At the end of the 1980s the TV show Unsolved Mysteries produced a recreation of the Roswell incident by absorbing all of the new themes and memes that had grown over the decade. It had a lasting impact and Roswell cemented its position as the number one UFO legend in large parts of the world during the 1990s. It even led to an alien autopsy (faked) video in the 1990s being produced.






...continues below>>>

edit on 13/8/17 by mirageman because: tidy up



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posted on Aug, 13 2017 @ 04:04 PM
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The ‘Doty’fication of Ufology
Richard Doty a former special agent for AFOSI (The United States Air Force Office of Special Investigations) and seemingly a maker of mischief on a grand scale in the world of ufology.

I did not wish to give this guy too much credit. But he seems to be behind an awful lot of the craziness that permeated itself in Ufology in the 1980s and is still peddled today.

Stories of UFO crashes, clandestine groups (MJ-12) , alien/human exchange programs (SERPO), and captured aliens (dubbed EBEns) living on Earth all seem to be attributed to Richard Doty. They form the subject matter for a huge amount of books, movies, video games, television shows, and websites. Doty even claimed he was a consultant for the X-Files. Who knows what is truth and lies in the world of Doty? It seems the majority of it, however, was lies.

Richard Doty first comes to light in the early 1980s when businessman Paul Bennewitz (pictured) reported receiving strange signals and seeing UFOs above the Manzano nuclear weapons storage site and Kirtland Air Force Base. Bennewitz’s home was in direct view of the base so he was in an ideal location.

The Air Force was extremely concerned that a civilian had observed what were actually ‘secret projects’ (one involved tracking Soviet satellites, reading their data and reprogramming their orbits via laser pulses). If the information had got out it could compromise the whole project including Western agents operating behind the Iron Curtain.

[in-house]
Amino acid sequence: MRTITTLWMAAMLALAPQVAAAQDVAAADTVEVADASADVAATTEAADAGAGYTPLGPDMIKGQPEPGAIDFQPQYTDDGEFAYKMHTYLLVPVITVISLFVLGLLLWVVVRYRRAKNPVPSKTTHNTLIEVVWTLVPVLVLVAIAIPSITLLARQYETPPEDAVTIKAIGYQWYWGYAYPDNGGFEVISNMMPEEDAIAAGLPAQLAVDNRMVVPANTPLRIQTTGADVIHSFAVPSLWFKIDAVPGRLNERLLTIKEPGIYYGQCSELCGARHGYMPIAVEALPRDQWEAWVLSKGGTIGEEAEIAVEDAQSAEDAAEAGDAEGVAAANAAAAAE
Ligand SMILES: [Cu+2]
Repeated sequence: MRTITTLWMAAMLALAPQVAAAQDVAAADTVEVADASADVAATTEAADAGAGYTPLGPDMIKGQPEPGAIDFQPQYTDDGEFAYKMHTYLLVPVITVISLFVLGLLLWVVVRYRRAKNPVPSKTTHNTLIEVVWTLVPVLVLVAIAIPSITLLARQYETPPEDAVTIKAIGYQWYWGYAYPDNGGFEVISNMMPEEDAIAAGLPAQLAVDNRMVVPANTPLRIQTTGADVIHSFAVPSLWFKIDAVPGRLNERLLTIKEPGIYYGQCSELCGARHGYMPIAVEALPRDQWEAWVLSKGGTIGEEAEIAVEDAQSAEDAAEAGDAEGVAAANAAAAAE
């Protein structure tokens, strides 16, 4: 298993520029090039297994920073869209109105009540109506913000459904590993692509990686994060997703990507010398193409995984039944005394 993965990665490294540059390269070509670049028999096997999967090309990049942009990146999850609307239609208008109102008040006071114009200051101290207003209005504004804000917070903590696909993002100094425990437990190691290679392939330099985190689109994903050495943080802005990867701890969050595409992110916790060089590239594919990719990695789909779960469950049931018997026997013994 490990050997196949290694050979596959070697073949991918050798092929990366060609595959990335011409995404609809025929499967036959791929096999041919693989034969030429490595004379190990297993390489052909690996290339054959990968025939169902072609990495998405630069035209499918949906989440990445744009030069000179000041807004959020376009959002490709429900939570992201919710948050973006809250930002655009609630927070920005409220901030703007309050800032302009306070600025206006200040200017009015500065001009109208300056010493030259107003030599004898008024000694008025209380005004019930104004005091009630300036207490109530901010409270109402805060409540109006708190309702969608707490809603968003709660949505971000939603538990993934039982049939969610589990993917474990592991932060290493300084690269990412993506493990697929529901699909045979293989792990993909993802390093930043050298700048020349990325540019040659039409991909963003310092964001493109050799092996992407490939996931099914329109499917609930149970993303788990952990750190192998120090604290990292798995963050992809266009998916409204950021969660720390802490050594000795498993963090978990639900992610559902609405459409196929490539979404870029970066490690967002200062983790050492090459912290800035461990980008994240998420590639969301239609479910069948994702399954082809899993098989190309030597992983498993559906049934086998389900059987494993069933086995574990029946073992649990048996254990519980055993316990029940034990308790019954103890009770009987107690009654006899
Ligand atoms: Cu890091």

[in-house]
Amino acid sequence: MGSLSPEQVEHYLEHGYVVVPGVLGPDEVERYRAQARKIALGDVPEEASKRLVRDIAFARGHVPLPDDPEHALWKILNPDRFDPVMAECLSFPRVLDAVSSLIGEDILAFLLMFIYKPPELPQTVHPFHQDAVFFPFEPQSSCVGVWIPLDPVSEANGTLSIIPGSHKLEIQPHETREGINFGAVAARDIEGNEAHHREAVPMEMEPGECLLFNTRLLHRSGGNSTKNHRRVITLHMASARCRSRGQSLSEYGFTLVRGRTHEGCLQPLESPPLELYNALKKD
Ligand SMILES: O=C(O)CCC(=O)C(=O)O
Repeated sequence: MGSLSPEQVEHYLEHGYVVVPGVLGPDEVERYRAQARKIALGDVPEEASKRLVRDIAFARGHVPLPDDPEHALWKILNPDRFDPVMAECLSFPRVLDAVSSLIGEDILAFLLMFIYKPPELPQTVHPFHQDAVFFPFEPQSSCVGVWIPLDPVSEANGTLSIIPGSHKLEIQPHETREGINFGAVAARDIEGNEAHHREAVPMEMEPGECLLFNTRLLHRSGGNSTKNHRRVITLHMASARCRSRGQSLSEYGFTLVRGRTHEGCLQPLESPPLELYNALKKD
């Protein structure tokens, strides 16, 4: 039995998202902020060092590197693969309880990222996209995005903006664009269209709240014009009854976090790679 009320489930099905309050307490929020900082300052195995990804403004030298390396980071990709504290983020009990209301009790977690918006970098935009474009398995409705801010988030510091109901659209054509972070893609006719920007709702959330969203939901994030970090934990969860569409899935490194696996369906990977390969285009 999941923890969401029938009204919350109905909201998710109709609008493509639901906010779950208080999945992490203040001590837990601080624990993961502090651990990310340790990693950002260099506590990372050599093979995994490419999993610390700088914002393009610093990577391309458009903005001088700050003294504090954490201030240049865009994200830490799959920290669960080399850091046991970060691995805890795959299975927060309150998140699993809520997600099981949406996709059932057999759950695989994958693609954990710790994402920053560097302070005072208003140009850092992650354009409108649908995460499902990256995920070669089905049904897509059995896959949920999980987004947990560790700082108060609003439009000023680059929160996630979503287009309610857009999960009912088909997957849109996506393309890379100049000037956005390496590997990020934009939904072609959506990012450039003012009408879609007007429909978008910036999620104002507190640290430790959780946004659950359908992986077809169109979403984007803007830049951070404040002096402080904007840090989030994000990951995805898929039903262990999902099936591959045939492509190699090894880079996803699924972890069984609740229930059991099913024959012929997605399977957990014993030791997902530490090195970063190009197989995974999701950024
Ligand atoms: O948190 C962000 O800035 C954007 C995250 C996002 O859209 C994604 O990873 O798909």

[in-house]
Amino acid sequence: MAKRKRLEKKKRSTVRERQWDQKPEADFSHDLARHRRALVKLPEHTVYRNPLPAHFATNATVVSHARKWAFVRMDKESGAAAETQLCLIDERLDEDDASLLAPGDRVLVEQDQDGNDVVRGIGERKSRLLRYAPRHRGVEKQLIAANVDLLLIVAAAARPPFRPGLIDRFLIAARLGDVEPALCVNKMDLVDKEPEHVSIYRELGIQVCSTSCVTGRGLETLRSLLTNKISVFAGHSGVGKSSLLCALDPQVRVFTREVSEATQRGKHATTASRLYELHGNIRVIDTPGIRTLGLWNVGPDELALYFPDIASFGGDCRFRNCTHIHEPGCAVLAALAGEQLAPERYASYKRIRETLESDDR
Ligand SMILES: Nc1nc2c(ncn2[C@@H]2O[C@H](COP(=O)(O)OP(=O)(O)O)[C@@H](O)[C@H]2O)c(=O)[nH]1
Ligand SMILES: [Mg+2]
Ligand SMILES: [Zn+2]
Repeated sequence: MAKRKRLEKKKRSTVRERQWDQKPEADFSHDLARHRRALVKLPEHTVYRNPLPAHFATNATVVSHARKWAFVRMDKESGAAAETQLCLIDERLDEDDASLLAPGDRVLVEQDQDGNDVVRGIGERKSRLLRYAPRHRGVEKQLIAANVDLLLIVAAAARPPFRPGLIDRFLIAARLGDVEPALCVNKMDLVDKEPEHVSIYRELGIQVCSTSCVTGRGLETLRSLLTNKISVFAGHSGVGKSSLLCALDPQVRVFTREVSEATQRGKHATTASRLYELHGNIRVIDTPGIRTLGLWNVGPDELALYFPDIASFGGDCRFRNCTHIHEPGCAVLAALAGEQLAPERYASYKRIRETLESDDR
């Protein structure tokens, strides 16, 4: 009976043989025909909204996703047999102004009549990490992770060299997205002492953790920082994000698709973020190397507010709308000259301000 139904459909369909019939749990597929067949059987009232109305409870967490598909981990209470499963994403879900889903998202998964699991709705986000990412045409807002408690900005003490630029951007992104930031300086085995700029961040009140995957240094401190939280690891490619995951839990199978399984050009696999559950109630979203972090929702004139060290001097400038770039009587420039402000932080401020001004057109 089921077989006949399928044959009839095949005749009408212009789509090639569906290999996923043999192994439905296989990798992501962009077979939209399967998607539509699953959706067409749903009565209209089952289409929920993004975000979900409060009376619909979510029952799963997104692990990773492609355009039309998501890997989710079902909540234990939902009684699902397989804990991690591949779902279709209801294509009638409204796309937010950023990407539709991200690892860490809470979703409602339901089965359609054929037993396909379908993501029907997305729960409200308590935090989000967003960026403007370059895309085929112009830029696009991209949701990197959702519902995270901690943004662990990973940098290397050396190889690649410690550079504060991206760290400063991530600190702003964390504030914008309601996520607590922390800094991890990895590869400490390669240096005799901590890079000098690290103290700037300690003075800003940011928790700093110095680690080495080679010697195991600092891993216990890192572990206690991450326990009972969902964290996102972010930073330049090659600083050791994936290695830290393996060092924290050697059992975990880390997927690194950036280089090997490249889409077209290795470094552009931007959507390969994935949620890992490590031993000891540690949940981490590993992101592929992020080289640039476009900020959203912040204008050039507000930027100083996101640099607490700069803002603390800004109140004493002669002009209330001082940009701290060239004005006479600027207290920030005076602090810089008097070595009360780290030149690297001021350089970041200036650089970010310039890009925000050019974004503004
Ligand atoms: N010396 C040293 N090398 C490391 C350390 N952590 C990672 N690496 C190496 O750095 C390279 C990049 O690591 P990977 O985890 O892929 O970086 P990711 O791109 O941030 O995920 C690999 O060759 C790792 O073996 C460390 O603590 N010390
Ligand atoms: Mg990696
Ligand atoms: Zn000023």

Enter Richard Doty, who began by breaking into Bennewitz’s home while he was out. Learning the basis of Bennewitz’s theories, by checking his files and research notes, Doty discovered that Bennewitz believed aliens were mutilating cattle, abducting humans and implanting them with small devices for what he (Bennewitz) suspected were nefarious purposes. He also had made notes that these aliens were living deep underground in a base they’d constructed at Dulce, New Mexico and believed humanity was in deep trouble and there was a real intergalactic threat.

Doty then worked on fuelling Bennewitz’s beliefs. He provided Bennewitz with a rigged computer and faked documents confirming an alien presence. Their real objective was to steer Bennewitz away from finding out what was really going on at Kirtland AF base. Bennewitz believed he was assisting the military while never seeming to question why he was given such a hands on role.

Bennewitz was told that in 1947 a UFO crashed near Roswell. Then not long after a secret treaty was negotiated between the US government and the aliens. In return for alien technology, the government would let the aliens conduct abductions (surely they could do this in less advanced nations with absolute impunity????) . He was also informed there was also an underground base occupied by the aliens at Dulce, New Mexico. Bennewitz was fed the story that aliens had reneged on the treaty and that US Special Forces tried to retake Dulce from the aliens, resulting in an underground battle with the aliens.